You belong to a unique period in human history.  Countless distractions compete for your attention in your home and work life.  How does this play out when you’re with your children?  Work demands can be unrelenting, interruptions with technology are ever present, complete with draining household logistics and consumer media. So, what’s the ultimate challenge?  Being present and being intentional with your choices.  An awareness of how these challenges impact the human connections within your family can help position you to be more present, especially when it counts.

Adults plays a crucial role in the development of the child. We are social beings with extended periods of infancy relative to other mammals, this is an evolutionary consequence of our large brains and the demands of our complex social structures has led to the creation of this important lifespan characteristic of our species.

Over the past 30 years as we have entered a more technologically driven economy, the world has changed more rapidly than in the previous 500 years. Deforestation, farming practices, plant technology, global warming, computing, electronic telecommunication has led to amazing leaps forward for our species from a connected perspective. The nature of information has changed in a way that both empowers and can also confuse.

Society has and always will be in a state of flux, undergoing a calibrating effect that reflects the social debate, culture of our times, power structures and mass media expansion. Social changes have created more connected but more distant communities.

Current research shows that there are many Australian children who are at risk of not being securely attached to a caregiver.  The long-term consequences of this data has the potential for far reaching implications to children through their childhood and into adulthood. Attachment theory underpins the importance of the responsive connection between parents and children and brain science in general.  This responsiveness can either occur by a parent, family member or caregiver. The importance placed upon having someone who responds directly to the needs of children cannot be understated. It is a foundation for cognitive development and offers the critical tool of purposeful human support, providing through a conscious knowing adult. Connected families and communities are where interpersonal and cognitive growth skills occur, supporting the lifelong learning journey of you and your family.

Remember the first day you set eyes on your child? That day, you felt the primary purpose of parenting, to create the bond between children and their world.  To nurture the social, emotional and physical development, responsive parents assist with the transfer of knowledge and skills, pertinent to develop the conditions for optimal child development. The influences upon children in today’s world is complicated, the responsibility that rests in the hands of parents and primary caregivers can feel overwhelming at times.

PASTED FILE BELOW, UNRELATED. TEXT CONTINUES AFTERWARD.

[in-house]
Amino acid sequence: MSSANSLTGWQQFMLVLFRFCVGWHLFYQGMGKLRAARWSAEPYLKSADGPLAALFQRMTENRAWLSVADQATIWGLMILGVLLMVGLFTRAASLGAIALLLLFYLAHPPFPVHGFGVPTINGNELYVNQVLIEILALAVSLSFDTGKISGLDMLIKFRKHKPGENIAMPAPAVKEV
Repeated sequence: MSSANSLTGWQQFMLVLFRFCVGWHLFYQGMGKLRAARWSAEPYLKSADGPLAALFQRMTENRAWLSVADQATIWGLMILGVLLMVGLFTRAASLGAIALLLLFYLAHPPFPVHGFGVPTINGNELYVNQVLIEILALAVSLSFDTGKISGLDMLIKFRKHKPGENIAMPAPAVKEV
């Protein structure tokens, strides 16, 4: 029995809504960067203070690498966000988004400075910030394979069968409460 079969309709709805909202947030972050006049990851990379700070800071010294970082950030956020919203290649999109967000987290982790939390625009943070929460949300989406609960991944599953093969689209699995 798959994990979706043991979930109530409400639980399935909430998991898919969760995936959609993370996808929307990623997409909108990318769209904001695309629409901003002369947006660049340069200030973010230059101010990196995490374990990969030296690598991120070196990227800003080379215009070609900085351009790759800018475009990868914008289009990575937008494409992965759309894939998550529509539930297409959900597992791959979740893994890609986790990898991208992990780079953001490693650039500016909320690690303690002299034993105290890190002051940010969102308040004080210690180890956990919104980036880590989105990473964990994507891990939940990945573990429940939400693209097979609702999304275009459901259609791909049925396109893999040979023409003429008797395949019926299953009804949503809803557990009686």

This is one of the many reasons we believe in the power of collaboration between families and the special partnership between home and school here at Forestville Montessori School (FMS). Each family will find their own balance of time and resources for connection and collaboration.  Our advice is that you should never underestimate the importance of that connection in providing security for your family. The educators at FMS are highly skilled and we want to encourage you to always feel free to ask us questions.  We want to partner with you in an open and sharing way.  We want to support families to equip themselves with knowledge about how the choices they make may impact their children.  We do so without judgement, and we keep an open mind.  We know there are some days that don’t go to plan, and that’s ok.

What we do say is be intentional in the way you shut down from the distractions that get in the way of providing your child with that much needed bonding.  It will be good for your well-being too!

Alex Dillon

Author Alex Dillon

Alex Dillon is the Head of Birth-6 Community at FMS, and is a highly-regarded Montessori guide and Early Childhood educator. He has over seventeen years experience in various child education settings, with fourteen of these in Montessori. After completing his AMI 3-6 Diploma in Sydney in 2007, he worked in both public (charter) and private Montessori schools in California, USA. On return to Australia, he worked with the Montessori Children’s Foundation across the country, including supporting community efforts to implement Montessori education in remote Aboriginal communities. He moved to Sydney in 2012 to take up directing and coordinating roles at Lindfield Montessori Pre-School, then Montessori East (Bondi). Most recently, he has been Educational Leader and Lead Director at the Central Coast Montessori School on the New South Wales Central Coast.

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